Irregular supply of materials and a constant tussle between the Left Front government in the state and successive Congress governments at the Centre also added to the delays.
A 3.4 km section of this North-South (N-S) line, also known as Line 1, between Esplanade and Bhowanipore (now known as Netaji Bhawan) was commissioned on 24 October 1984. Another 2.15 km stretch between Dum Dum and Belgachia was commissioned on 12 November 1984.
The Esplanade to Bhowanipore section was extended another 4.24 km to Tollygunge on 29 April 1986. But services on the 2.15 km Dum Dum-Belgachia section were suspended from October 1992 due to paucity of users.
Only after the 1.62 stretch from Belgachia to Shyambazar was ready was service resumed for the entire section from Dum Dum to Shyambazar on 13 August 1994.
The Tollygunge to Esplanade line was extended by 0.71 km to Chandni Chowk on 2 October 1994, and another 0.60 km to Central on 19 February 1995. The Dum Dum to Shyambazar line was also extended another 1.93 km until Girish Park simultaneously.
There remained a 1.80 km gap between Girish Park and Central stations, which was ultimately bridged and services along the entire Dum Dum to Tollygunge stretch could start from 27 September 1995.
It thus took 23 long years since Line 1 (Dum Dum to Tollygunge) was sanctioned for it to become fully operational. This holds the record for the slowest pace of construction of all existing metro lines in the country till date.
Line 1 was extended from Tollygunge (renamed as ‘Mahanayak Uttam Kumar’ by Mamata Banerjee when she was railways minister) to Kavi Nazrul in 2009 and then to Kavi Subhash (New Garia) in 2010. With that, the entire 27 km-long Line 1 covering 24 stations became operational.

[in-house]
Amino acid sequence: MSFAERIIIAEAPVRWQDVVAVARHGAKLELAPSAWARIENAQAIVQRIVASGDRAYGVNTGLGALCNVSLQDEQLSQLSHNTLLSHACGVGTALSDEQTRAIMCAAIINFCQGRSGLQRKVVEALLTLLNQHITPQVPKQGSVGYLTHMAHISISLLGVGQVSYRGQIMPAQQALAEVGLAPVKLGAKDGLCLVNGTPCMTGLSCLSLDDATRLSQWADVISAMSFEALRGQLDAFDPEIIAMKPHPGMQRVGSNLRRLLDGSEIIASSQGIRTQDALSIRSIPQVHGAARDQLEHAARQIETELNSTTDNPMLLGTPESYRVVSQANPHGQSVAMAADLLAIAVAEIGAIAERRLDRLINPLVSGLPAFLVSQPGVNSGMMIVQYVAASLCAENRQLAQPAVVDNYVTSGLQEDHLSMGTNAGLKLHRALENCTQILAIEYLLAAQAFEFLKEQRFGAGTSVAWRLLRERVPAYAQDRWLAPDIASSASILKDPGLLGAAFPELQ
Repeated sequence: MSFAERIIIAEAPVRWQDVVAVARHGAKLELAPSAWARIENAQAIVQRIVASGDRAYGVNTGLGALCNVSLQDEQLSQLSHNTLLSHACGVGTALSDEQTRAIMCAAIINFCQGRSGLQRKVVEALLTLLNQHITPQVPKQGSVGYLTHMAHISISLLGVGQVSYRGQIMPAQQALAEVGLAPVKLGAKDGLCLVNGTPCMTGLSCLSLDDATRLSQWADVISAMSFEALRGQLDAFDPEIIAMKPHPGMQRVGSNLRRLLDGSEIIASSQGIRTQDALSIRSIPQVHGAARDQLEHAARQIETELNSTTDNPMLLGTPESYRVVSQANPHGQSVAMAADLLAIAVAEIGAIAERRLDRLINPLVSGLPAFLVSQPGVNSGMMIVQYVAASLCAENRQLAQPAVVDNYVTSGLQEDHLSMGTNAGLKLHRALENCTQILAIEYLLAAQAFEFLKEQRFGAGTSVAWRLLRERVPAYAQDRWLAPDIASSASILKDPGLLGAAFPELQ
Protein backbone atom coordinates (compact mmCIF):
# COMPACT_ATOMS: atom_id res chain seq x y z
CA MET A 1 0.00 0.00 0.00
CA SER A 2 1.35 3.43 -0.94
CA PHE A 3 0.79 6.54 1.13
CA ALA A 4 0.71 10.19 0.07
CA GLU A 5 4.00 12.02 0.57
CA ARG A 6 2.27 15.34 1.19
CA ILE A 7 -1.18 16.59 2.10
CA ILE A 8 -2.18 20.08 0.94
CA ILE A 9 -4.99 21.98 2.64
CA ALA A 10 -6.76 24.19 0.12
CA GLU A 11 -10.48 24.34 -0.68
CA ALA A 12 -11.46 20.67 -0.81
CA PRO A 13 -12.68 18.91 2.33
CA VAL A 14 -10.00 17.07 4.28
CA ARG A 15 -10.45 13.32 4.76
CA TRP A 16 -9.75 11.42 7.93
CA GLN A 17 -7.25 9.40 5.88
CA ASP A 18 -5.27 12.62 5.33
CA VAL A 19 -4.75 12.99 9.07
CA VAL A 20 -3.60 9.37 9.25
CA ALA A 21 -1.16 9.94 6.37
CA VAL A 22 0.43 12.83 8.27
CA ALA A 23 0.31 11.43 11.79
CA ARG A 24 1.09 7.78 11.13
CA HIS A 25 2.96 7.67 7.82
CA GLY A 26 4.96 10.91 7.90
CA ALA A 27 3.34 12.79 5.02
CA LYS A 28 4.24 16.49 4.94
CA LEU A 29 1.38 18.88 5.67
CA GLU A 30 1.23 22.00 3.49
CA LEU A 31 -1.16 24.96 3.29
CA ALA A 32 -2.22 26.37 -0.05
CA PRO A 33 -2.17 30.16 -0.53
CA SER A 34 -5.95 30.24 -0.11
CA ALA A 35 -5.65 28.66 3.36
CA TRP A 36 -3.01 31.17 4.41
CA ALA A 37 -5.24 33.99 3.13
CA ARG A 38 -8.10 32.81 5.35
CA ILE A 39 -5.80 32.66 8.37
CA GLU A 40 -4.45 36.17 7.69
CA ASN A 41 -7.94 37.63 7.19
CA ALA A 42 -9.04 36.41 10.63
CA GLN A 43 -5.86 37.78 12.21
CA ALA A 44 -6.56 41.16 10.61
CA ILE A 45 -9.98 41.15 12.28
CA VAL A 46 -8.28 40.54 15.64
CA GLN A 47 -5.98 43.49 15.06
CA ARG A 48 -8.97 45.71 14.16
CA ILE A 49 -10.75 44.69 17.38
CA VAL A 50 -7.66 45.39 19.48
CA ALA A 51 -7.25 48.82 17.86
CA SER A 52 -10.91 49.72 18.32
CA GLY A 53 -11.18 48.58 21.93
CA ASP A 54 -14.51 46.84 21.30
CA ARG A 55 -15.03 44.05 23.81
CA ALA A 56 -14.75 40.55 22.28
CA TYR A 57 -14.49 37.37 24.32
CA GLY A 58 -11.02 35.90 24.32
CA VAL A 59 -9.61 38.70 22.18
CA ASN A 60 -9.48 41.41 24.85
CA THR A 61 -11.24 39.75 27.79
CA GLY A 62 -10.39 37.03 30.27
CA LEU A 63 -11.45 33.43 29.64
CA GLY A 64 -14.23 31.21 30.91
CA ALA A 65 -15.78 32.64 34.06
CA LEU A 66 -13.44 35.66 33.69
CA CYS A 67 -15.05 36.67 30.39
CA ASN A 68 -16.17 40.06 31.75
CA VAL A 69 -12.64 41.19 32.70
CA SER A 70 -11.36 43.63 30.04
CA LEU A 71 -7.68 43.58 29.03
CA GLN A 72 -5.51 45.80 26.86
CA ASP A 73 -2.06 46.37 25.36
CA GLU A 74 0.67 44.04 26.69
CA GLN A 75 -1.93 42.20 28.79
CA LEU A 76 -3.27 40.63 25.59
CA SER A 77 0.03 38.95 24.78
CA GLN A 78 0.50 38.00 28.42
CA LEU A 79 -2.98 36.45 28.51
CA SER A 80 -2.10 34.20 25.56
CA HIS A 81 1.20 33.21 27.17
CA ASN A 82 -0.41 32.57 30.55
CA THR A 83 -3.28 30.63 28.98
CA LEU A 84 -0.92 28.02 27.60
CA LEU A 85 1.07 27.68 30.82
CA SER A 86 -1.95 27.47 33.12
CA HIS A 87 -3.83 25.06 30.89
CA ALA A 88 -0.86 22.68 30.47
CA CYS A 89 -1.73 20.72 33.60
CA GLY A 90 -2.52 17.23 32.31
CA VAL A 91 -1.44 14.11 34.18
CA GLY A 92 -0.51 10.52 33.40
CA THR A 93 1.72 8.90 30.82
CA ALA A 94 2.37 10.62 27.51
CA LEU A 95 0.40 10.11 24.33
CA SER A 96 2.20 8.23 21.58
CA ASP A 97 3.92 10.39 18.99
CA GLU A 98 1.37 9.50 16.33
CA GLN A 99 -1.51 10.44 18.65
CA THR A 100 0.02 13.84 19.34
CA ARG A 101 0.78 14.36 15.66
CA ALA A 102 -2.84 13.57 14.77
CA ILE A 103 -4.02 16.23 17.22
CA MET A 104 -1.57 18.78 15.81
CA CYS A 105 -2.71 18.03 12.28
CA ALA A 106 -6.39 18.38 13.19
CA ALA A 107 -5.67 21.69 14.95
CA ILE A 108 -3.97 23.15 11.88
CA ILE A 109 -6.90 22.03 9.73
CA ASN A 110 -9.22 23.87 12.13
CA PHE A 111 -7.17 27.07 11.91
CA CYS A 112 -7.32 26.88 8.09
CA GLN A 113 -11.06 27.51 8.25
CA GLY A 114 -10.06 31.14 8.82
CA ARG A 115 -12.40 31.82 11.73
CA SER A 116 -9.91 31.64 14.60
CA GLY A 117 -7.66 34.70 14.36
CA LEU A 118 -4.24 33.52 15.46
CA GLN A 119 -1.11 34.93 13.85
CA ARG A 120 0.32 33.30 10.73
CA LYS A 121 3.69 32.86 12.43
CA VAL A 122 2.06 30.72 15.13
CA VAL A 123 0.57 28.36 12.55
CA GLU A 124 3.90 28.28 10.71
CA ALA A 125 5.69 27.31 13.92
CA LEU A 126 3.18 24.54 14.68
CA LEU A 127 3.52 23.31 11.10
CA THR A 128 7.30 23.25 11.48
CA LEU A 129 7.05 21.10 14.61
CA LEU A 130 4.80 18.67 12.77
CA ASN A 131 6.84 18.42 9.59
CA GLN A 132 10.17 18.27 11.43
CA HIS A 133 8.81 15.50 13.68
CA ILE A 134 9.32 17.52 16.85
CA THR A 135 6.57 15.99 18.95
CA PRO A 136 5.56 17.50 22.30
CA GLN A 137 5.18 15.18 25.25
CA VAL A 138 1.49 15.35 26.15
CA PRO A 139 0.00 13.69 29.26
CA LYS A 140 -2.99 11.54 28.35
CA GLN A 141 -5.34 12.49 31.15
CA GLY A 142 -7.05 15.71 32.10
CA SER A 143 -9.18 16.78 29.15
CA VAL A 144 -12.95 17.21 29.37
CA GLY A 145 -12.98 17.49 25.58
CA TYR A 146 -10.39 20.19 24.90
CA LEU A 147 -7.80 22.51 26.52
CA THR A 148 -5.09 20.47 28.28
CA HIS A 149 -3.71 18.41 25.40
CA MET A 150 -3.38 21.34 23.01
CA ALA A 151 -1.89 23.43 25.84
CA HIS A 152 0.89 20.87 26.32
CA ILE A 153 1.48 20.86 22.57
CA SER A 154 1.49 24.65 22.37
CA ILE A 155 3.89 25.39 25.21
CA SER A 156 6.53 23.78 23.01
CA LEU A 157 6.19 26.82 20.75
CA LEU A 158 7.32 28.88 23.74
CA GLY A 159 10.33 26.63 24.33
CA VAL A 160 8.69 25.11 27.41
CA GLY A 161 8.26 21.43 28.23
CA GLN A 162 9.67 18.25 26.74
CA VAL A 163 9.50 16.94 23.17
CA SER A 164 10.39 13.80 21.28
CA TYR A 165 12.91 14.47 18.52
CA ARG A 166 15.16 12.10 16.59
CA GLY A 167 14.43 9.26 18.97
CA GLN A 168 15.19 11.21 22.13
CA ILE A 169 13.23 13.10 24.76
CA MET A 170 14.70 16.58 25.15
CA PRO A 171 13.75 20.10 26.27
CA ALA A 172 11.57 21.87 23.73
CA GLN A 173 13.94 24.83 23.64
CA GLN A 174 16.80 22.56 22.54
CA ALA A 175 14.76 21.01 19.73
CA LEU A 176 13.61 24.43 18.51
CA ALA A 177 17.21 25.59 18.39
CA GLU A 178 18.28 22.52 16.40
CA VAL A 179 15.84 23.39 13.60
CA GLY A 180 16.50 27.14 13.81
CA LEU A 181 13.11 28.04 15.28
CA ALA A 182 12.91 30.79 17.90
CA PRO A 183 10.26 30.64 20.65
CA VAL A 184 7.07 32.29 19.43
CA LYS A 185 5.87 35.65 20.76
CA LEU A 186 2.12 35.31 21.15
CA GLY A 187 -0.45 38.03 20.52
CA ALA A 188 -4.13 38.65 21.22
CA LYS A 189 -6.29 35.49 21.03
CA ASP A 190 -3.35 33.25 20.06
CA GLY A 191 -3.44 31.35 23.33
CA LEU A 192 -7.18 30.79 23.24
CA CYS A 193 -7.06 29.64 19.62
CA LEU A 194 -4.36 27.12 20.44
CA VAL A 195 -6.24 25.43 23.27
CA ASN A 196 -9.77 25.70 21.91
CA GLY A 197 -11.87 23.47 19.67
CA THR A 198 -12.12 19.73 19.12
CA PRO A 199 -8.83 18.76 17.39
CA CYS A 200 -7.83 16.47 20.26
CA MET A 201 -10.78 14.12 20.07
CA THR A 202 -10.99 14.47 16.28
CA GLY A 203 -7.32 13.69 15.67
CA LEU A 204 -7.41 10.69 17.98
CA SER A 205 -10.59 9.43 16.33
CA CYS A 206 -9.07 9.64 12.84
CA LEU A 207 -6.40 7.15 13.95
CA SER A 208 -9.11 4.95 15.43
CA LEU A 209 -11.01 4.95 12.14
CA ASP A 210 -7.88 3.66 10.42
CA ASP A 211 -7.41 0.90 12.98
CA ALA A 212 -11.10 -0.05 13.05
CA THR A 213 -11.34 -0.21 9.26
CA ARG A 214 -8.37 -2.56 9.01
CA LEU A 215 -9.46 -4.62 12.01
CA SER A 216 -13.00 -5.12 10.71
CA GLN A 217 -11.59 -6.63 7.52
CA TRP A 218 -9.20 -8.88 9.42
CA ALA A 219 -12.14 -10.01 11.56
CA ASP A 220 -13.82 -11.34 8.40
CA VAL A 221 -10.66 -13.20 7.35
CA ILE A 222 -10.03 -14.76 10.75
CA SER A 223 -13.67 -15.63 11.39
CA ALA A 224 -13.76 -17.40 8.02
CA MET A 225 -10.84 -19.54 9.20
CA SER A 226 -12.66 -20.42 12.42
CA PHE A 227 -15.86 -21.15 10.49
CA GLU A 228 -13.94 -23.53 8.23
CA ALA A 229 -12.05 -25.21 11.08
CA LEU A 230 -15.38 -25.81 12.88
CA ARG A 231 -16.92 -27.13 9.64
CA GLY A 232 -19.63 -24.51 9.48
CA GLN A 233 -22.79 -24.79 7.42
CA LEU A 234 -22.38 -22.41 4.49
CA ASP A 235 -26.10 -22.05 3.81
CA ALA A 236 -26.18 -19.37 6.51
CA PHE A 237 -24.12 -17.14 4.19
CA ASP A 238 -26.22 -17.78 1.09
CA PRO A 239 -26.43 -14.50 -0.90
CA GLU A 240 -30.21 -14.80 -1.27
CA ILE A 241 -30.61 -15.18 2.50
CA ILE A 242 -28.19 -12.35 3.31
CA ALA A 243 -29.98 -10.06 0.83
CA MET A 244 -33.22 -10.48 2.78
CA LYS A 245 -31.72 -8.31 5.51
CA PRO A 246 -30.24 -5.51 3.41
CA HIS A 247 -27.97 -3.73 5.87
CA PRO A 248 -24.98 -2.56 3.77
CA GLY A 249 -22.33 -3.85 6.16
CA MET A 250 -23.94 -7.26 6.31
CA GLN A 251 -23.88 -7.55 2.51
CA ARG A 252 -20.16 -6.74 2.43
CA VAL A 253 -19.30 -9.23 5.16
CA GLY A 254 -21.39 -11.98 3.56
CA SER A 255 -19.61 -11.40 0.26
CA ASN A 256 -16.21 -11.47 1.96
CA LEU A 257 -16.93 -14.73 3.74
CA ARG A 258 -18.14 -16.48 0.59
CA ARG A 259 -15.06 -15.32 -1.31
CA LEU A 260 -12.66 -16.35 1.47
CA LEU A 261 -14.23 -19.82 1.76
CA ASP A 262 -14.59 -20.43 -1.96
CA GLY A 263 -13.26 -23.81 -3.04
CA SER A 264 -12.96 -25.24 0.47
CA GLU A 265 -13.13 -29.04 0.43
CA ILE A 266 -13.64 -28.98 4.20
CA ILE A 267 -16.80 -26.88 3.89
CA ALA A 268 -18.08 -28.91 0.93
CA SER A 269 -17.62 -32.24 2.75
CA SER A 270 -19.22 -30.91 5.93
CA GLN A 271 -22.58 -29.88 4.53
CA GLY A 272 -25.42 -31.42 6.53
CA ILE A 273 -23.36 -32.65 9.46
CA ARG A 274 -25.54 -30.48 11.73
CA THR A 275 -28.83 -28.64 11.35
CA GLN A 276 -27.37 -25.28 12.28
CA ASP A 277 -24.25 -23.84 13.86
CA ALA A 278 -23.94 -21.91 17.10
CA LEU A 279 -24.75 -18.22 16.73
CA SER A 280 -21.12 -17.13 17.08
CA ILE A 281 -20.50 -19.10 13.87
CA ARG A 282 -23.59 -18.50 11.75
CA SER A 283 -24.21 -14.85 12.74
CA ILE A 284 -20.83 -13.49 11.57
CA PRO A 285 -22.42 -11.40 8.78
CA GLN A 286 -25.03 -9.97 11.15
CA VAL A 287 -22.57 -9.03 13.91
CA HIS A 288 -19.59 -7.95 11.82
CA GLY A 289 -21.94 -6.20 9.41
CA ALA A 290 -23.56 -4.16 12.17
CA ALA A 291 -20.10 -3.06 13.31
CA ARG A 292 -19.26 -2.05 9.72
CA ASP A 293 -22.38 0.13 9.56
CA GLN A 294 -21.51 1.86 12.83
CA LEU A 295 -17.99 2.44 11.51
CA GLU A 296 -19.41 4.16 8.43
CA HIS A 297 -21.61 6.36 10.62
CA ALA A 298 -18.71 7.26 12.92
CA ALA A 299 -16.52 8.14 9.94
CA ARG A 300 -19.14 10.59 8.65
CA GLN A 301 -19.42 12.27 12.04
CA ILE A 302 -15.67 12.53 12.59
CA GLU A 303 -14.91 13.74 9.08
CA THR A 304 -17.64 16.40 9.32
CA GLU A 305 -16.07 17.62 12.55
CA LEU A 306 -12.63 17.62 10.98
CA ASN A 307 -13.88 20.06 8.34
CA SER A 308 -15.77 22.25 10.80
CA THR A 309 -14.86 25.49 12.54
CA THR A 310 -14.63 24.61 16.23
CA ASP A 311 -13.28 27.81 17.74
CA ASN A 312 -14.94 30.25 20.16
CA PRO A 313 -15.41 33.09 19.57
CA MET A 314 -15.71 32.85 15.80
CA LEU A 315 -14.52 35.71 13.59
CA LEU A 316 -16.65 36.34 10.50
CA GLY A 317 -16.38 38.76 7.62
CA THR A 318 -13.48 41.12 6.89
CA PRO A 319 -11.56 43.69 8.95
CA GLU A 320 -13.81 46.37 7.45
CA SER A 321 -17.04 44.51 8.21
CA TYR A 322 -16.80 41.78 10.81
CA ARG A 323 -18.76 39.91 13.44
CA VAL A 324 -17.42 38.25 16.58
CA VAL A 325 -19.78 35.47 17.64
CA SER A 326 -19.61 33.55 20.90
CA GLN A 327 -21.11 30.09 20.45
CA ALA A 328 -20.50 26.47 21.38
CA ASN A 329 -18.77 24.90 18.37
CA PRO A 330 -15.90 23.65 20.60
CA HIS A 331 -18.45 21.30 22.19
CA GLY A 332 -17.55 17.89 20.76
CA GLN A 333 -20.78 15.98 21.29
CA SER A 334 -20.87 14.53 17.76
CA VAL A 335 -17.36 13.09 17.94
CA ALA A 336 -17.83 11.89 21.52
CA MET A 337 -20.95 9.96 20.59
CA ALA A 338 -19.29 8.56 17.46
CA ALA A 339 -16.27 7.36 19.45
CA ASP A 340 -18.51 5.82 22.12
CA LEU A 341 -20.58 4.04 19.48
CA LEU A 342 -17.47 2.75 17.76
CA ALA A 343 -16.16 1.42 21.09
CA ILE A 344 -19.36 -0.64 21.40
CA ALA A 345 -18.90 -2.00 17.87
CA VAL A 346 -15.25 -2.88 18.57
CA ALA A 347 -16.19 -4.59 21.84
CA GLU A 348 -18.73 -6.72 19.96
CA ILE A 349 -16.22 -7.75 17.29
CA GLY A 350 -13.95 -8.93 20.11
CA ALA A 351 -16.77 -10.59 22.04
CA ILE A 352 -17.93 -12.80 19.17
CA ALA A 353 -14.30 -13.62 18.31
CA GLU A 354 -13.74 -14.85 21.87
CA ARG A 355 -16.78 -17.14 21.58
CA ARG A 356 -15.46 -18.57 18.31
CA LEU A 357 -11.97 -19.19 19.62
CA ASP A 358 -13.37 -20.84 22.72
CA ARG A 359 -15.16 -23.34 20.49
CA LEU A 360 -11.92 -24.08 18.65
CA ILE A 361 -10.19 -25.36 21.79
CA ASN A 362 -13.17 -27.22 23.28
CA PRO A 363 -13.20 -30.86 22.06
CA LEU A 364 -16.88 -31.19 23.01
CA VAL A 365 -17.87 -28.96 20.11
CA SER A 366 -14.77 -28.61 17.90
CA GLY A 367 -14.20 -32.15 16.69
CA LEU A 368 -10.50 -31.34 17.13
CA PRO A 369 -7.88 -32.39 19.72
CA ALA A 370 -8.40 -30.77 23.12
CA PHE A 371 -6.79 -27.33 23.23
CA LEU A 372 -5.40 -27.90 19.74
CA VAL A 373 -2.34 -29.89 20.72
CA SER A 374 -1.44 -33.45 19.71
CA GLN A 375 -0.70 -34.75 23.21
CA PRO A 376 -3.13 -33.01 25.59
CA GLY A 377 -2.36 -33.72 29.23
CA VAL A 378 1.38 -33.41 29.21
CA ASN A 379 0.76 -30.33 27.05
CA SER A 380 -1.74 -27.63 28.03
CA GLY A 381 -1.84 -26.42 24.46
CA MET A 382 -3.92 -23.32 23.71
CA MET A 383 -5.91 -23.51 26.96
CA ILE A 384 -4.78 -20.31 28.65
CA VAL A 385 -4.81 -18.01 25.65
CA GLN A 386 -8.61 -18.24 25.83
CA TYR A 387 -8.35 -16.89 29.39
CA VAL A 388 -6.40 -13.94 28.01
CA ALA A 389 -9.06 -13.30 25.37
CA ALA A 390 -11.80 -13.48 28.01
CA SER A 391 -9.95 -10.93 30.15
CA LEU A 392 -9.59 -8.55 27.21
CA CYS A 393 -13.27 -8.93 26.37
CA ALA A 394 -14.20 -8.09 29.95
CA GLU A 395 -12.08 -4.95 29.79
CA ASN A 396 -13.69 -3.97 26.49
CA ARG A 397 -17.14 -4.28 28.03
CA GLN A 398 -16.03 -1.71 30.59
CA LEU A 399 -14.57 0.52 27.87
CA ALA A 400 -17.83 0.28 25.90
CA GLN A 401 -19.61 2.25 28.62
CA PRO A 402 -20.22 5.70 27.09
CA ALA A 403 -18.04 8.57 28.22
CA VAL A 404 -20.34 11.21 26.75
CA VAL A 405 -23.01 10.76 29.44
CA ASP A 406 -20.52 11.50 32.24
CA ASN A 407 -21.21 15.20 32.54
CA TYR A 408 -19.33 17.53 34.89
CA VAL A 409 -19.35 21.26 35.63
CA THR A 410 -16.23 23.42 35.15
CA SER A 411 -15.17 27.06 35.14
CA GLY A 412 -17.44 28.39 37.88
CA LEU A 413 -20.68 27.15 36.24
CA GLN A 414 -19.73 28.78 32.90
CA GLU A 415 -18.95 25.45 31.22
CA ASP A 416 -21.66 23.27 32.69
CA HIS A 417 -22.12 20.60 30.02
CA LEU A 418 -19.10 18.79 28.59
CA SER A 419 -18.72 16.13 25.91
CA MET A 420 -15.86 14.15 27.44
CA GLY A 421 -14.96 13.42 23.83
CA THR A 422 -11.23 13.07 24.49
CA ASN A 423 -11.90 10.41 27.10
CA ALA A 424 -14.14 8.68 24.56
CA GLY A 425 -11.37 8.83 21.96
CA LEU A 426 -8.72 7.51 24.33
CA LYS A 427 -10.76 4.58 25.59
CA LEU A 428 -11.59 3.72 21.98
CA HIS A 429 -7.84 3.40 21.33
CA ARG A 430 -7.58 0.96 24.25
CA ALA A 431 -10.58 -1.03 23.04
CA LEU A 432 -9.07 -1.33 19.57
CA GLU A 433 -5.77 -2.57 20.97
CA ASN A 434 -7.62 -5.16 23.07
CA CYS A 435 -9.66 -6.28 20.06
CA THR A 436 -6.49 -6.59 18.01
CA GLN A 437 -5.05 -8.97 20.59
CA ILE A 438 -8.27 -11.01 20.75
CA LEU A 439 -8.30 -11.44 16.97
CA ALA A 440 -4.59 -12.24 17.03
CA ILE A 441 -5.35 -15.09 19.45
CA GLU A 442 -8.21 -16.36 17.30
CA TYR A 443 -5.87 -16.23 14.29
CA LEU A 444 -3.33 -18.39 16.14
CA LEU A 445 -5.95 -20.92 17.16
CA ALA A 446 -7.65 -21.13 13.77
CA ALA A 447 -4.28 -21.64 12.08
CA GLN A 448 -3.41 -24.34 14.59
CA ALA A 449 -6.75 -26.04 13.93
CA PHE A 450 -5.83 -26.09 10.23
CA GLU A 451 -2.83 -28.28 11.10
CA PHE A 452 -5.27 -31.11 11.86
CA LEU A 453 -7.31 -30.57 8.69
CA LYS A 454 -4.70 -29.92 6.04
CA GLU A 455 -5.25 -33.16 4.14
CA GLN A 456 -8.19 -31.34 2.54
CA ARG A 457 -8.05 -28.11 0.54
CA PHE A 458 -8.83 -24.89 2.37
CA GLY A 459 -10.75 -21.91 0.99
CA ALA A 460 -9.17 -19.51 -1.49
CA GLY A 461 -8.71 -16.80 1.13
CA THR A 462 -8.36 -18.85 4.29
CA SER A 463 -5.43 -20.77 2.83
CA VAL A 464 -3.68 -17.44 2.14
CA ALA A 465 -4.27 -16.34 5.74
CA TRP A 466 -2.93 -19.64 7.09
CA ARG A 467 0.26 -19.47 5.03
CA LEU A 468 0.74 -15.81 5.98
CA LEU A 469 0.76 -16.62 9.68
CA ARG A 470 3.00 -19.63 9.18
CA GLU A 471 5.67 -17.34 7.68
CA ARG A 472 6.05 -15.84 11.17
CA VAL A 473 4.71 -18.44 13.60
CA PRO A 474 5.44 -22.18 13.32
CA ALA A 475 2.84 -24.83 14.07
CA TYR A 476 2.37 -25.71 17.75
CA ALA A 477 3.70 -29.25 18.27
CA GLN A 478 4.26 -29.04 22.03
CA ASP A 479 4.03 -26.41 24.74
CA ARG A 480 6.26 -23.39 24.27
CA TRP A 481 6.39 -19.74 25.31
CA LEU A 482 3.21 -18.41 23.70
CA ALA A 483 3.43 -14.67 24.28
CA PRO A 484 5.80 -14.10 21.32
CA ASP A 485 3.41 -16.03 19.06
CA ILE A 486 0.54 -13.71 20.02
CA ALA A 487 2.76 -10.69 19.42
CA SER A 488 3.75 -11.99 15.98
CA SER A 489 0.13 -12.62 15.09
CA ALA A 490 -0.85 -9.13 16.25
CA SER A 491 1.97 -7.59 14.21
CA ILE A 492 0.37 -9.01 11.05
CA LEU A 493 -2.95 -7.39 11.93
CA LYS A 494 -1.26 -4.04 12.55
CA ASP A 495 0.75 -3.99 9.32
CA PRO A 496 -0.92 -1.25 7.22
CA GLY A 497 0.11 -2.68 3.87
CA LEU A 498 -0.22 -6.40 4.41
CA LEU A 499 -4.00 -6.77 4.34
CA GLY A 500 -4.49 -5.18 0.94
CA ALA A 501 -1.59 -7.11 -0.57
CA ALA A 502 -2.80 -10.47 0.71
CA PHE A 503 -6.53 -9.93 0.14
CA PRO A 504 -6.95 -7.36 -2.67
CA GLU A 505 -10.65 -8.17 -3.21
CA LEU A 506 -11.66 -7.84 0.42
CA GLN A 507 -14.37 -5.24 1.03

In 2010, the Union Railway Ministry under Mamata Banerjee announced five new metro lines for Greater Kolkata:
The construction of the Noapara station with four platforms has been completed. This station will be an interchange one for passengers taking Line 4 (Noapara to Barasat via airport). The Esplanade station will be the interchange for lines 1, 2 and 3 and subways will be constructed to facilitate this interchange.
The Teghoria station will facilitate interchange between the elevated line directly from Salt lake Sector V and Line 6 coming from New Garia and Salt Lake Sector V, via New Town-Rajarhat to the airport.
Construction work for 16.72 km Line 3 (Joka to BBD Bagh) was sanctioned in 2010 at a projected cost of Rs 2,619 crore. But the route has been shortened and will now terminate at Esplanade.
Metro Rail officials told Swarajya that work has been suspended on many stretches since land has not been handed over by the state government. “There are many land acquisition problems and many encroachments that are proving very difficult to remove. These issues need to be resolved by the state government,” said a senior officer.